Stepping into Auschwitz I was a humbling experience and the gloomy weather only accentuated the feel. It was the first of three large concentration camps within a short distance of one another. Today, with the large number of bunkers intact, it has become a large museum. Inside varying blocks are artifacts and information panels. With the masses of tourists and our guide providing facts, numbers and general information of what occurred in the area, it was easy to remain disengaged. The emotion wasn't as strong as I had been expecting. Individual stories were never told. There were only brief moments of reality, with a photo of a prisoner, a child's shoe, and a few rare stories, such as standing on the location of a 19 hour outdoor winter roll call.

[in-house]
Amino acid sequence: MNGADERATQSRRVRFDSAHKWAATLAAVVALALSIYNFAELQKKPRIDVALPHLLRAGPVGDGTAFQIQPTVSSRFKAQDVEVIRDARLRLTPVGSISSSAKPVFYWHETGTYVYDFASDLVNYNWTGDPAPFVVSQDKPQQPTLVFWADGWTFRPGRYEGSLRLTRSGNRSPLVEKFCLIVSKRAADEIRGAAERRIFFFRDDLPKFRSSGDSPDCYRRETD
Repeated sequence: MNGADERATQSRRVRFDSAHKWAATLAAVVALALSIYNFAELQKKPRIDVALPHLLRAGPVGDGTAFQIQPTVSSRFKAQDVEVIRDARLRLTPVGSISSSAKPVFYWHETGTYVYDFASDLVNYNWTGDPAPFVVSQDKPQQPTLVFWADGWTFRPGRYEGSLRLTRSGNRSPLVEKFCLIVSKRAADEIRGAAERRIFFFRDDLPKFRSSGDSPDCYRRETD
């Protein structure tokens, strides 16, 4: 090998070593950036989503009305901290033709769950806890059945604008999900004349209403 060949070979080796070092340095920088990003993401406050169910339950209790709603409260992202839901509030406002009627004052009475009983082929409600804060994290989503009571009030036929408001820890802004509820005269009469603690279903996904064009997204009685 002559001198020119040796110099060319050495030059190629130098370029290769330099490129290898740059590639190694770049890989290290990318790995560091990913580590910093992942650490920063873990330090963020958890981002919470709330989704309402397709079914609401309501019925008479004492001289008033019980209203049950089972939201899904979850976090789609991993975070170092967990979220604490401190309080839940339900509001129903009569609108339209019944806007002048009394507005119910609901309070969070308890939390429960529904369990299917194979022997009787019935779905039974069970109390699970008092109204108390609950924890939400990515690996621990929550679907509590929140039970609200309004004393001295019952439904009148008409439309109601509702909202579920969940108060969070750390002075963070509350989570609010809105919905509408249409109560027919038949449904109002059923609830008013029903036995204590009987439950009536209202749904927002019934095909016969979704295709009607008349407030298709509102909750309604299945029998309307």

|Execution wall. Windows in bunkers on either side were blacked out.|
That still didn't stop the prisoners from knowing what was occurring,
especially since the blackened windows were not soundproof.
|Instead of flowers, Jewish tradition places rocks on graves|
or memorials, which is how the execution wall now stands.
|The mound of shoes spanned both sides of a large corredor|
|Children's shoes. Those who didn't meet initial execution were|
mandated the same workload and hours as an adult.
|"You are in a building where the SS murdered thousands of people.|
Please maintain silence here; remember their suffering
and show respect for their memory."
It was the non-museumesq Auschwitz II - Birkenau that tugged more at my heartstrings.